Search Results

You are looking at 1 - 10 of 331 items for :

  • "leaf-water potential" x
  • All content x
Clear All
Free access

Jordi Marsal and Joan Girona

Relationships between midday (Ψmd) and predawn (Ψpd) leaf water potential, stomatal conductance (gs), and net CO2 assimilation rate (A) were determined at different fruit growth stages and for 2 years with different fruit loads in a `Sudanell' peach [Prunus persica (L) Batsch] plot subjected to two regulated deficit irrigation (RDI) strategies plus a control irrigation treatment. A postharvest RDI (PRDI) treatment was irrigated at 0.35 of the control after harvest. The second treatment (SPRDI) applied RDI during Stage II, the lag phase of the fruit growth curve, at 0.5 of the control and postharvest at 0.35 of the control. The control treatment and the PRDI and SPRDI when not receiving RDI were irrigated at 100% of a modified Penman crop water use calculation (ETo) in 1994, a full crop year, and 80% in 1995, a year of nearly zero crop. In 1995, with 80% of the 1994 irrigation rate and no crop, the Ψmd was higher, probably because of the lower crop load, while Ψpd was lower, probably because less water was applied to the soil. The relationship of gs and A with Ψmd during Stage II was steeper than during postharvest. Low Ψmd was not indicative of a depression in gs and A in Stage III. Osmotic leaf water potential at turgor loss (Ψπ 0) as derived from pressure-volume curves was more negative during Stage III and postharvest (about -2.9 MPa) than in Stage II (about -2.7 MPa). The Ψmd measurements together with Ψπ 0 determinations seemed to be more useful to characterize peach tree water status than Ψpd under soil water deficits because of their better relationship to midday stomatal closure.

Free access

Chuhe Chen, J. Scott Cameron, and Ann Marie VanDerZanden

Leaf water potential (LWP). relative water content (RWC), gas exchange rates and 4th-derivative spectra were measured in water-stressed and normally Irrigated plank of Totem' strawberry (Fragaria × ananassa) grown in a growth chamber. CO2 assimilation rate (A) dropped sharply when LWP decreased from -0.5 to -1.2 MPa and almost ceased as LWP fell below -1.5 MPa. There was a significant but more gradual decline of A as RWC decreased form 90% to 55%. An exponential relationship with A was observed across a wide range of LWP and RWC (Rz= 0.64, 0.86, respectively). LWP was more closely related with transpiration and leaf and stomatal conductances than with A and water use efficiency. RWC was highly correlated with all gas exchange parameters.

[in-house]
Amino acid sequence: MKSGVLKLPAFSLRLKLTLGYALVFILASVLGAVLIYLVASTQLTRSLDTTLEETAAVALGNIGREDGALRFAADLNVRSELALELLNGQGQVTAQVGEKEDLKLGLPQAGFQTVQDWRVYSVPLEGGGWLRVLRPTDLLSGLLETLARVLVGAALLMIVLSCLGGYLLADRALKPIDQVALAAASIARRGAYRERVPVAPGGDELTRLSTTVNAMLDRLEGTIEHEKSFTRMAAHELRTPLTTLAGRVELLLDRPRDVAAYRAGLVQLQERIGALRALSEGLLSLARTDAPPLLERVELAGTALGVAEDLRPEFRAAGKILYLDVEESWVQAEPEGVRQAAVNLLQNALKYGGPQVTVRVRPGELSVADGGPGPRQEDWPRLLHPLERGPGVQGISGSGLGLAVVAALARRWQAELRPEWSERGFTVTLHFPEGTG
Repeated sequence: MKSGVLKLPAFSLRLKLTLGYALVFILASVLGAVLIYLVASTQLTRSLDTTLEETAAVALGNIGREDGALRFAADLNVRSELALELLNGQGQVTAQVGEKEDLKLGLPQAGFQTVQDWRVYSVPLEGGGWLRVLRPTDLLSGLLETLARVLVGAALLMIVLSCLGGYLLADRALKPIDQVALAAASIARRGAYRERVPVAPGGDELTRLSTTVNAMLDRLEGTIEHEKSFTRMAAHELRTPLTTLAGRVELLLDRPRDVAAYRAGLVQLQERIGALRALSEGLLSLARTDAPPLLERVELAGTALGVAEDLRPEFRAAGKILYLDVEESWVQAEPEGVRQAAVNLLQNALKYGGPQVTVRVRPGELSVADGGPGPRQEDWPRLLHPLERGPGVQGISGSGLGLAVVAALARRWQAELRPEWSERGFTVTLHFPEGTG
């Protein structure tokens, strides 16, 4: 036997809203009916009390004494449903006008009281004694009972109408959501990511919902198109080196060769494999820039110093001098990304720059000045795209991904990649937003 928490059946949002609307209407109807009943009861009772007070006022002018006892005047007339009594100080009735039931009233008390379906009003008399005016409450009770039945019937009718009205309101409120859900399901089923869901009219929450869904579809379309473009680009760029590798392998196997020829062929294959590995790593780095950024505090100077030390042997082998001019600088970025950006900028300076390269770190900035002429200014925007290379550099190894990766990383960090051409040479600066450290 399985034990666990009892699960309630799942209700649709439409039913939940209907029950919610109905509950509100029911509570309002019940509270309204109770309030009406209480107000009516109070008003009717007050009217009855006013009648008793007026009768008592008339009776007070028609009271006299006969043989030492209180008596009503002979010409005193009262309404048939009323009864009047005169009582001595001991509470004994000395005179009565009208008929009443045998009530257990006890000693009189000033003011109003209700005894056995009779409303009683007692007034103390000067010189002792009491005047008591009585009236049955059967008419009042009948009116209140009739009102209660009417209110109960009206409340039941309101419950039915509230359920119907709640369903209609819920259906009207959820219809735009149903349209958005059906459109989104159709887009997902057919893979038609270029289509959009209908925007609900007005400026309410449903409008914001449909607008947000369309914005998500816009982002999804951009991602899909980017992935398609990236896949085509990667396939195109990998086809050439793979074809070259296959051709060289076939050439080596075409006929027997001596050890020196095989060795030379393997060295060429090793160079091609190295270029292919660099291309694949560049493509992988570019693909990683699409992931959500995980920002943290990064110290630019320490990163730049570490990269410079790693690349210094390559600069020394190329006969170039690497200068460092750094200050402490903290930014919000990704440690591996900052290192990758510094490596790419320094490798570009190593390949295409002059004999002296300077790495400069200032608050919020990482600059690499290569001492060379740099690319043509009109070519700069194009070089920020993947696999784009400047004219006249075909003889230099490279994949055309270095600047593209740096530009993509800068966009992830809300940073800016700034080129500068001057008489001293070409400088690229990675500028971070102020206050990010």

Under moderate water stress, younger leaves maintain higher RWC and A than older leaves. There was no relationship between LWP and leaf age.

RWC and A were both negatively correlated with peak amplitudes of Ca 684 and Ca 697 and positively correlated with Ca 693 in their 4th-derivative spectra of chlorophyll. LWP had a negative correlation with Cb 640.

Free access

Chuhe Chen, J. Scott Cameron, and Stephen F. Klauer

Leaf water potential (LWP), relative water content (RWC), gas exchange characteristics, and specific leaf weight (SLW) were measured six hours before, during, and after water stress treatment in F. chiloensis and F. ×ananassa grown in growth chambers. The leaves of both species showed significantly lower LWP and RWC as water stress developed. F. ×ananassa had consistency lower LWP under stressed and nonstressed conditions than F. chiloensis. F. ×ananassa had higher RWC under nonstressed conditions, and its RWC decreased more rapidly under water stress than F. chiloensis. In comparison to F. ×ananassa, F. chiloensis had significantly higher CO2 assimilation rate (A), leaf conductance (LC), and SLW, but not transpiration rate (Tr), under stressed and nonstressed conditions. LC was the most sensitive gas exchange characteristic to water stress and decreased first. Later, A and stomatal conductance were reduced under more severe water stress. A very high level of Tr was detected in F. ×ananassa under the most severe water stress and did not regain after stress recovery, suggesting a permanent damage to leaf. The Tr of F. chiloensis was affected less by water stress. Severe water stress resulted in higher SLW of both species.